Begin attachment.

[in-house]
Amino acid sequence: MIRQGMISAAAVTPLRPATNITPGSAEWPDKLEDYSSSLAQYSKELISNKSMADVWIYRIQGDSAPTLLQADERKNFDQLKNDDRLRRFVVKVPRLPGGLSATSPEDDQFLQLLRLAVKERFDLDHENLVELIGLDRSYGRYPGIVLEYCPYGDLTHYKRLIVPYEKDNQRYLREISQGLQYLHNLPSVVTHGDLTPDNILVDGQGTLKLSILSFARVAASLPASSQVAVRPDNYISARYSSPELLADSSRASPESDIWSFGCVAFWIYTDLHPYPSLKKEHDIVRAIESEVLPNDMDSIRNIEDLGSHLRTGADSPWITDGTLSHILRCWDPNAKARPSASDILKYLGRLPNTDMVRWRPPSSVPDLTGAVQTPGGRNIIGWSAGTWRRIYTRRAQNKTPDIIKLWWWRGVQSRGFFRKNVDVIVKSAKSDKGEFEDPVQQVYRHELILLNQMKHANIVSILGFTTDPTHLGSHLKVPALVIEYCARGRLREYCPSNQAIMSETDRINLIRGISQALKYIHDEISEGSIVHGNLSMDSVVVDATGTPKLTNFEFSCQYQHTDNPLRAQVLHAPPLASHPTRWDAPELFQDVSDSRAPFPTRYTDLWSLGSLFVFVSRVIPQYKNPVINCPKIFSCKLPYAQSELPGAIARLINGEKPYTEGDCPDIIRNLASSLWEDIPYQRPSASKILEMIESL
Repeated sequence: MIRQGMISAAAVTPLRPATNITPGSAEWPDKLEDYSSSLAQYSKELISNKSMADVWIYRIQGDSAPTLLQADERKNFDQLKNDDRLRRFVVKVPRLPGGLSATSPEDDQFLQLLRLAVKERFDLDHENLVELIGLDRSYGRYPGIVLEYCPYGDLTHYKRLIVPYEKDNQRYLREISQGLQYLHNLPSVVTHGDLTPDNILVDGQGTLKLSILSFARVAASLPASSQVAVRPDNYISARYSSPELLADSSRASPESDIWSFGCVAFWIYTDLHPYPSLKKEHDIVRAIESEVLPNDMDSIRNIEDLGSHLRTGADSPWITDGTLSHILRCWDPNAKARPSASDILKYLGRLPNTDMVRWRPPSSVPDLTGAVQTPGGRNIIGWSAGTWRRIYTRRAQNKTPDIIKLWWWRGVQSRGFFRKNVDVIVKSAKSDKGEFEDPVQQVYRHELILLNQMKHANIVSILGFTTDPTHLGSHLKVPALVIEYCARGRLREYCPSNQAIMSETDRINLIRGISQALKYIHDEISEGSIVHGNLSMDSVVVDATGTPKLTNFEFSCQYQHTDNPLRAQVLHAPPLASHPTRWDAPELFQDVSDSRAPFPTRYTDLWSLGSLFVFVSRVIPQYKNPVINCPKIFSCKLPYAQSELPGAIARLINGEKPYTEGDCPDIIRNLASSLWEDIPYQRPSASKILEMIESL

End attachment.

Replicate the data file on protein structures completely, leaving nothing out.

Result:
[in-house]
Amino acid sequence: MIRQGMISAAAVTPLRPATNITPGSAEWPDKLEDYSSSLAQYSKELISNKSMADVWIYRIQGDSAPTLLQADERKNFDQLKNDDRLRRFVVKVPRLPGGLSATSPEDDQFLQLLRLAVKERFDLDHENLVELIGLDRSYGRYPGIVLEYCPYGDLTHYKRLIVPYEKDNQRYLREISQGLQYLHNLPSVVTHGDLTPDNILVDGQGTLKLSILSFARVAASLPASSQVAVRPDNYISARYSSPELLADSSRASPESDIWSFGCVAFWIYTDLHPYPSLKKEHDIVRAIESEVLPNDMDSIRNIEDLGSHLRTGADSPWITDGTLSHILRCWDPNAKARPSASDILKYLGRLPNTDMVRWRPPSSVPDLTGAVQTPGGRNIIGWSAGTWRRIYTRRAQNKTPDIIKLWWWRGVQSRGFFRKNVDVIVKSAKSDKGEFEDPVQQVYRHELILLNQMKHANIVSILGFTTDPTHLGSHLKVPALVIEYCARGRLREYCPSNQAIMSETDRINLIRGISQALKYIHDEISEGSIVHGNLSMDSVVVDATGTPKLTNFEFSCQYQHTDNPLRAQVLHAPPLASHPTRWDAPELFQDVSDSRAPFPTRYTDLWSLGSLFVFVSRVIPQYKNPVINCPKIFSCKLPYAQSELPGAIARLINGEKPYTEGDCPDIIRNLASSLWEDIPYQRPSASKILEMIESL
Repeated sequence: MIRQGMISAAAVTPLRPATNITPGSAEWPDKLEDYSSSLAQYSKELISNKSMADVWIYRIQGDSAPTLLQADERKNFDQLKNDDRLRRFVVKVPRLPGGLSATSPEDDQFLQLLRLAVKERFDLDHENLVELIGLDRSYGRYPGIVLEYCPYGDLTHYKRLIVPYEKDNQRYLREISQGLQYLHNLPSVVTHGDLTPDNILVDGQGTLKLSILSFARVAASLPASSQVAVRPDNYISARYSSPELLADSSRASPESDIWSFGCVAFWIYTDLHPYPSLKKEHDIVRAIESEVLPNDMDSIRNIEDLGSHLRTGADSPWITDGTLSHILRCWDPNAKARPSASDILKYLGRLPNTDMVRWRPPSSVPDLTGAVQTPGGRNIIGWSAGTWRRIYTRRAQNKTPDIIKLWWWRGVQSRGFFRKNVDVIVKSAKSDKGEFEDPVQQVYRHELILLNQMKHANIVSILGFTTDPTHLGSHLKVPALVIEYCARGRLREYCPSNQAIMSETDRINLIRGISQALKYIHDEISEGSIVHGNLSMDSVVVDATGTPKLTNFEFSCQYQHTDNPLRAQVLHAPPLASHPTRWDAPELFQDVSDSRAPFPTRYTDLWSLGSLFVFVSRVIPQYKNPVINCPKIFSCKLPYAQSELPGAIARLINGEKPYTEGDCPDIIRNLASSLWEDIPYQRPSASKILEMIESL